The news article above references other work sites- temporary living quarters which house many people which use bear proof garbage containers, to prevent just such a problem. This shows that within this company, safety of inhabitants and responsibility to this site within a wild area had been considered before implementation of this temporary site.
Boggling. My guess is that because the people living there would be under the responsibility of the company while housed there, these companies endeavor to make safety the foremost concern because they will be held accountable by unions, families and co-workers if something bad should happen.

I do understand that perhaps these bears could not be saved. I understand that this rural area may be less familiar with bear issues than the mountain municipalities such as Hinton, Jasper and Banff. I understand that when I visit Jasper and I HOPE to see a bear, I want it to be while I'm safe, and I don't want to be lunch. But I do also understand that this issue was not the bears fault, and it makes me shameful to be Albertan at this time, to know that we aren't protecting our natural resources like wildlife better.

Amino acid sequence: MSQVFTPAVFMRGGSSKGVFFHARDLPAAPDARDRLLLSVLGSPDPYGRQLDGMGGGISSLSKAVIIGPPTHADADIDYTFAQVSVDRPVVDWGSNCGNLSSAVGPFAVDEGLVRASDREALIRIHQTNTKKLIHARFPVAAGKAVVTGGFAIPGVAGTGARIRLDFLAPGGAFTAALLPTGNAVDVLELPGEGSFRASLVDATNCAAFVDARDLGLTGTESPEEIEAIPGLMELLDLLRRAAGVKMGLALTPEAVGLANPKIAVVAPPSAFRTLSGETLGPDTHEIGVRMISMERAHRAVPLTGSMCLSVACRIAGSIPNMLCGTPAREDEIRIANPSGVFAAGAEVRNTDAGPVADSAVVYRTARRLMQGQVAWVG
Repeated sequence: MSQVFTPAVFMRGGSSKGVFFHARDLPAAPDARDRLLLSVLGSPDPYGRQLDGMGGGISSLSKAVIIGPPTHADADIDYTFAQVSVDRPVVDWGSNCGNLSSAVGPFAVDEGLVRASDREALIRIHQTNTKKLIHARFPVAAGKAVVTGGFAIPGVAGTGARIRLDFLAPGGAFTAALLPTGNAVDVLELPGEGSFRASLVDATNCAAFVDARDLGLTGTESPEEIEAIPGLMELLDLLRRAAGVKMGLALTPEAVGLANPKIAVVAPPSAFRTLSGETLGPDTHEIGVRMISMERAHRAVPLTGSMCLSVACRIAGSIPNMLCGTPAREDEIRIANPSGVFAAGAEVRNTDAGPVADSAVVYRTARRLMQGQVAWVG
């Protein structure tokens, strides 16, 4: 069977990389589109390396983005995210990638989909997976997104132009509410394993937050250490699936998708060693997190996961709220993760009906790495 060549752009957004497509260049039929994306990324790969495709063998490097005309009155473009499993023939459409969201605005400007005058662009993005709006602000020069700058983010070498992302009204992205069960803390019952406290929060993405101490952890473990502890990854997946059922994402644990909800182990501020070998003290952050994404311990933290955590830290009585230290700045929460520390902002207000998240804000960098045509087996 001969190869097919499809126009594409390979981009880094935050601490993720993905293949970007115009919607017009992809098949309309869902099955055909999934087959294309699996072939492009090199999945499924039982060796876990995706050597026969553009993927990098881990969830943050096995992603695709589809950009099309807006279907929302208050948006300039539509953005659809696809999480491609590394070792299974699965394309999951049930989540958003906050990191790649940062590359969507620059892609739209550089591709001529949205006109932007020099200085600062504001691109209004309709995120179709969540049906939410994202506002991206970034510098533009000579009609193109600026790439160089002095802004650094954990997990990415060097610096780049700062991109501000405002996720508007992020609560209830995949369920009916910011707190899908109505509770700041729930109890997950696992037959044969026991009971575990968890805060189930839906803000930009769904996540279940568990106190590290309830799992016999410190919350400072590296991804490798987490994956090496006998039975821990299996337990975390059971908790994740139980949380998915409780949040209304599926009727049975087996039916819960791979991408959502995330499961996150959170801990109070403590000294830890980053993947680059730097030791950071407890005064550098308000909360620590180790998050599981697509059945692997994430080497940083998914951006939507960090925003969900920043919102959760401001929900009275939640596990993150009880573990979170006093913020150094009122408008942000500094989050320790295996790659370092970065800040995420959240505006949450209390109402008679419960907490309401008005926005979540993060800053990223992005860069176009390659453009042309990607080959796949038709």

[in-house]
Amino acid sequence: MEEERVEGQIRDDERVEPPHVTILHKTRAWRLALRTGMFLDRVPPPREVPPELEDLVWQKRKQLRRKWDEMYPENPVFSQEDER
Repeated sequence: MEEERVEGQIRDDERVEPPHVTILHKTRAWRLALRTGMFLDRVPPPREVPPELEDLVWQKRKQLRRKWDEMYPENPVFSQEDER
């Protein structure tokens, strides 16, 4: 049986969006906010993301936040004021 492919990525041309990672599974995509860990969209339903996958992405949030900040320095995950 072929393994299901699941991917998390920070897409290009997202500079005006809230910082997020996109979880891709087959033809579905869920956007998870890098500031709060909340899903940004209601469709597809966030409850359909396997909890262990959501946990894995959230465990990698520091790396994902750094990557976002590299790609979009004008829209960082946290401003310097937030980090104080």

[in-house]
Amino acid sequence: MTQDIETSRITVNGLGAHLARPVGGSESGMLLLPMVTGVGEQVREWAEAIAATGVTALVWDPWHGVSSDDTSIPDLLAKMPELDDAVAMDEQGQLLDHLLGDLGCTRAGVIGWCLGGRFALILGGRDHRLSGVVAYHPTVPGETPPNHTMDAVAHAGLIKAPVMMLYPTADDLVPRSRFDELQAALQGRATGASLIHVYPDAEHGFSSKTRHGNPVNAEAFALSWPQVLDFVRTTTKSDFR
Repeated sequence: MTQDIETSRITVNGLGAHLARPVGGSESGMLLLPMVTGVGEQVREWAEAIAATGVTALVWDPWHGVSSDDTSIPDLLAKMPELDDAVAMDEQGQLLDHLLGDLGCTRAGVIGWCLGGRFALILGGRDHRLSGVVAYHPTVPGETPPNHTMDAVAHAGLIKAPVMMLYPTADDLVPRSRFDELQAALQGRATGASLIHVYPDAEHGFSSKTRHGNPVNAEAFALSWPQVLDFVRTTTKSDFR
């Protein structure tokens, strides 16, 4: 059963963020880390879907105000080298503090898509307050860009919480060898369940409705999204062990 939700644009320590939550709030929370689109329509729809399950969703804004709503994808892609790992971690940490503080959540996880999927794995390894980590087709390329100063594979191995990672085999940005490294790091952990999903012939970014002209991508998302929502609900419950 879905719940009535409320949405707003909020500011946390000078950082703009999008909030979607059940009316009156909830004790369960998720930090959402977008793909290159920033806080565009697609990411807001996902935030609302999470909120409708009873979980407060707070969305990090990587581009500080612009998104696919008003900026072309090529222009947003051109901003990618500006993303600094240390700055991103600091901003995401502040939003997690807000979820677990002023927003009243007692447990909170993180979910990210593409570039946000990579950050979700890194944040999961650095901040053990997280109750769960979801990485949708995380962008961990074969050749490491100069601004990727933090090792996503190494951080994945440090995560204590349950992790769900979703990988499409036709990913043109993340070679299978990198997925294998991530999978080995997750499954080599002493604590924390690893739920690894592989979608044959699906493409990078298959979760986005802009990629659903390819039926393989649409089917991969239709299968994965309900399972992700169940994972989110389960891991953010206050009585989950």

1. How sad. Poor bears. But really, you must have realized that governments generally do what they want and create the justification post-act. Politicians are self-indulgent at best, downright corrupt at worst. US or Canada. As long as they're human, they're susceptible.

    Regarding the US image...I went to Italy in 2000 and spent a month there. It really opened my eyes as to my own countrymen. I was really quite embarrassed when I realized that the world sees Americans (and often rightly so) as self-centered, lazy, greedy, egotistical and wasteful. It's really quite shameful. We are used to having plenty. To using without thinking of what we discard. Of not having to worry where the next ____ [fill in the blank] will come from because there will always be another (meal, job, car, outfit, etc). The current economy is shaking some people awake, but as soon as there is a good recovery, all will be forgotten. Sigh.